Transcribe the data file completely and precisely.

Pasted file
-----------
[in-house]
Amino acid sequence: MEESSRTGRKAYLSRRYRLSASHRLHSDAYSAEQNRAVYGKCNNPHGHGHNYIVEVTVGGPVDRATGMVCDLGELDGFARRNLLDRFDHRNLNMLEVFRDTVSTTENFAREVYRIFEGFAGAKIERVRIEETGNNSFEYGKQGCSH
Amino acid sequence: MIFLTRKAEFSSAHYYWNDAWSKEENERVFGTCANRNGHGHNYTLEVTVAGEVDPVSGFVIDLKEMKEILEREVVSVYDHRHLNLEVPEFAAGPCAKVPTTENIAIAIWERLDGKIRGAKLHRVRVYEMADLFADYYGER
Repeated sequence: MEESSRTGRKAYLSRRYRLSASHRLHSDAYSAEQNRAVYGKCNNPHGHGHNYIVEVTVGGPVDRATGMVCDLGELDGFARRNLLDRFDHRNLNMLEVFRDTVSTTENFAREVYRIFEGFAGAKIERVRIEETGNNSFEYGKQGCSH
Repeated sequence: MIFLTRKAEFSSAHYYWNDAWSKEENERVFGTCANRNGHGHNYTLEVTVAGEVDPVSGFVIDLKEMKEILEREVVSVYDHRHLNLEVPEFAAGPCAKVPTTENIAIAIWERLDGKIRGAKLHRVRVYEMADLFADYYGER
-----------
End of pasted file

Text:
[in-house]
Amino acid sequence: MEESSRTGRKAYLSRRYRLSASHRLHSDAYSAEQNRAVYGKCNNPHGHGHNYIVEVTVGGPVDRATGMVCDLGELDGFARRNLLDRFDHRNLNMLEVFRDTVSTTENFAREVYRIFEGFAGAKIERVRIEETGNNSFEYGKQGCSH
Amino acid sequence: MIFLTRKAEFSSAHYYWNDAWSKEENERVFGTCANRNGHGHNYTLEVTVAGEVDPVSGFVIDLKEMKEILEREVVSVYDHRHLNLEVPEFAAGPCAKVPTTENIAIAIWERLDGKIRGAKLHRVRVYEMADLFADYYGER
Repeated sequence: MEESSRTGRKAYLSRRYRLSASHRLHSDAYSAEQNRAVYGKCNNPHGHGHNYIVEVTVGGPVDRATGMVCDLGELDGFARRNLLDRFDHRNLNMLEVFRDTVSTTENFAREVYRIFEGFAGAKIERVRIEETGNNSFEYGKQGCSH
Repeated sequence: MIFLTRKAEFSSAHYYWNDAWSKEENERVFGTCANRNGHGHNYTLEVTVAGEVDPVSGFVIDLKEMKEILEREVVSVYDHRHLNLEVPEFAAGPCAKVPTTENIAIAIWERLDGKIRGAKLHRVRVYEMADLFADYYGER